Woo Hoo! getting a sewing machine! - SailNet Community
 
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post #1 of 5 Old 09-21-2007 Thread Starter
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Woo Hoo! getting a sewing machine!

One of my biz clients is giving me an old singer industrial! Should I be happy or sad? Yeah.. I can save thousands of $'s on all the sewing work that needs to be on my boat err... sure... But can I learn to use the confounded thing? I never quite got beyond running stiches in somewhat straight lines LOL...

Lessee.... things to do..

1, buy old hank on jib sails and put luff tapes on em.
2, make new bimini top.
3, make a new dodger top.
4 make side screens for said tops
5 make a filler between the bim and dodger. for when on the hook. (has cockpit traveler)
6, redo the inside cushions. (really love that show boat naugahyde)
7, don't tell my sailing friends I have the sewing machine.
8, cockpit cushions
9. find out when I will find time to do all the above!
10, get sewing lessons! (should be #1)
11,sell the boat do it all again!


of course all this depends on the thing being in working condition.

Denise, Bristol PA, Oday 30. On Tidal Delaware River, Anchor Yacht Club.
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My last project!
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My boat is sold!
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post #2 of 5 Old 09-21-2007
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Price a Sailrite machine. Even if you have to put a couple hundred dollars in it, it will be worth it.

Heading up the Bay, not bouncing for a change, to the Little Choptank River

John
Ontario 32 - Aria

Free, is the heart, that lives not, in fear.
Full, is the spirit, that thinks not, of falling.
True, is the soul, that hesitates not, to give.
Alive, is the one, that believes, in love.
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post #3 of 5 Old 09-21-2007
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One of our most useful sailing tools, is our Singer industrial. If it's in working condition and not TOO old, you're gonna love it. Otherwise, as John stated, repairing it will still be cheaper than a SailRite machine.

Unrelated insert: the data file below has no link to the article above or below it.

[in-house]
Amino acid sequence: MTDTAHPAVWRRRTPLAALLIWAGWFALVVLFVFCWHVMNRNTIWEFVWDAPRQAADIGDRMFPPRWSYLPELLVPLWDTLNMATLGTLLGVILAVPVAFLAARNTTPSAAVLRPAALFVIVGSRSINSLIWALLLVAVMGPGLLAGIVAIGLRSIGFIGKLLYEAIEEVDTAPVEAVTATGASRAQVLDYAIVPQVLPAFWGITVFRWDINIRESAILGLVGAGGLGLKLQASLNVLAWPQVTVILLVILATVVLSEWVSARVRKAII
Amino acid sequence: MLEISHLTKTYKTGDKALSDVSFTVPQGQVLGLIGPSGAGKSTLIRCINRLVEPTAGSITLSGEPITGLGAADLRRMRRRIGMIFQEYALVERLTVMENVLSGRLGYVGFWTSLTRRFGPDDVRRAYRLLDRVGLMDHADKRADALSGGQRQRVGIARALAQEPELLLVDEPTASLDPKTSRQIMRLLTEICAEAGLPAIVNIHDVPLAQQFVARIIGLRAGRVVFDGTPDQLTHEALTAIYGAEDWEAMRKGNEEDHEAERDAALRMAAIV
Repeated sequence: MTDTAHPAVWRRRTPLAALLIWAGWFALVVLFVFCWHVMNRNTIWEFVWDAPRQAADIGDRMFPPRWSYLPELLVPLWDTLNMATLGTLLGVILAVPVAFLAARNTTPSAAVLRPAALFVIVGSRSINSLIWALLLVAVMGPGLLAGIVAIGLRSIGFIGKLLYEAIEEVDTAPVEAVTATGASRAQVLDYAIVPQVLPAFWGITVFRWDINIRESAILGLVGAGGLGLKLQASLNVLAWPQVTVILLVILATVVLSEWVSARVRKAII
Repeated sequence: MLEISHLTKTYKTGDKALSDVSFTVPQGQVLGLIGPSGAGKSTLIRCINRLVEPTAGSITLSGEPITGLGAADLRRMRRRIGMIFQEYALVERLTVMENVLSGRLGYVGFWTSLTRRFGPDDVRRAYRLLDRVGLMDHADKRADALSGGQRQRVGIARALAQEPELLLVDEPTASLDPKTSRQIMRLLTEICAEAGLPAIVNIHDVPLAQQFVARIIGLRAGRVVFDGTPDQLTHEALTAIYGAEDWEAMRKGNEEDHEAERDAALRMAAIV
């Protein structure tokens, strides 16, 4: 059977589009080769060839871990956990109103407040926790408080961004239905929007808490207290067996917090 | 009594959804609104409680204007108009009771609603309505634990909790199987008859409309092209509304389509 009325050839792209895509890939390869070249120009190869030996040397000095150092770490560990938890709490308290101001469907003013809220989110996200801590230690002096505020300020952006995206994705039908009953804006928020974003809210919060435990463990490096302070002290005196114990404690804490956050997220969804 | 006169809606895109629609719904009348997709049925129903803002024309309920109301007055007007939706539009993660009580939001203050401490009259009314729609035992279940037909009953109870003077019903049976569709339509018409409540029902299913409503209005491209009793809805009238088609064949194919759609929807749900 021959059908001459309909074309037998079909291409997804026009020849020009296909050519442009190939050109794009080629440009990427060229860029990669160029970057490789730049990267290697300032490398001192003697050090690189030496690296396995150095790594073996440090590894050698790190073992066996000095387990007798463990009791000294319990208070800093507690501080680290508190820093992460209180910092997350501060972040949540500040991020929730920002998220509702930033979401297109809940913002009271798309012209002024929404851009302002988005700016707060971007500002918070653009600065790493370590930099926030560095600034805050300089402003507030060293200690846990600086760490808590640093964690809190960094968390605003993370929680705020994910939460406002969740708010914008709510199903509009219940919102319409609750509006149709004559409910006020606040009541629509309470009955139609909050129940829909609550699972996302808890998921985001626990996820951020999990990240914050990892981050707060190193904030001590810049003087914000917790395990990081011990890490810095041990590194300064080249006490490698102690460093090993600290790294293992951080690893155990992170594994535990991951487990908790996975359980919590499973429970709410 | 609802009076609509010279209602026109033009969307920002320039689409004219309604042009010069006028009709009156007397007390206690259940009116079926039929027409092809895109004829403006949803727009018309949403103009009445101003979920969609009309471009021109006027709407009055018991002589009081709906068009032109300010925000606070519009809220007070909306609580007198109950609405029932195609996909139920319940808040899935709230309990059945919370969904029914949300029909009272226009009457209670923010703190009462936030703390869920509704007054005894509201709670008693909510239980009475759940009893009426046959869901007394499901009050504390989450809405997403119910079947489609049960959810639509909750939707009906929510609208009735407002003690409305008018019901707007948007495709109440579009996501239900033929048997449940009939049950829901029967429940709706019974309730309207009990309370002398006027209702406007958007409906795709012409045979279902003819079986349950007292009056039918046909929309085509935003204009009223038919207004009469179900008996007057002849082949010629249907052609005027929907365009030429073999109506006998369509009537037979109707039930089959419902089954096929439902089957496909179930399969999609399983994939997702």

Actually, up until about the late 1970s, early '80s, commercial grade Singer machines were US made, from precision machined steel and cast metal bases. The one we have is one heavy duty piece of machinery - not one plastic component - most knobs and levers made of forged bronze or machined steel.

The motor never slows down or stalls, regardless of the multiple canvas/hem/zipper thickness it's usually subjected to. A zig-zag feature is great for repairing sails and the various foot accessories used for running tight to hems and zippers - makes the job much easier and more professional looking.

I never have time for being a "sailor-tailor" during season, so do the work over the winter - like repairing sail covers, aft cockpit sea-cloth and fabricating a new sun awning.

Practice on scrap, before attempting these things though - a poorly done, amateurish stitching job not only looks bad, but can be a turn-off for potential buyers.

True Blue . . .
sold the Nauticat
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post #4 of 5 Old 09-22-2007 Thread Starter
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and the price of naugahyde is not something to be making mistakes on!

Denise, Bristol PA, Oday 30. On Tidal Delaware River, Anchor Yacht Club.
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My last project!
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My boat is sold!
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post #5 of 5 Old 09-23-2007
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Depends on how many dead naugas you have...
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Originally Posted by deniseO30 View Post
and the price of naugahyde is not something to be making mistakes on!

Sailingdog

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You know what the first rule of sailing is? ...Love. You can learn all the math in the 'verse, but you take
a boat to the sea you don't love, she'll shake you off just as sure as the turning of the worlds. Love keeps
her going when she oughta fall down, tells you she's hurting 'fore she keens. Makes her a home.

—Cpt. Mal Reynolds, Serenity (edited)

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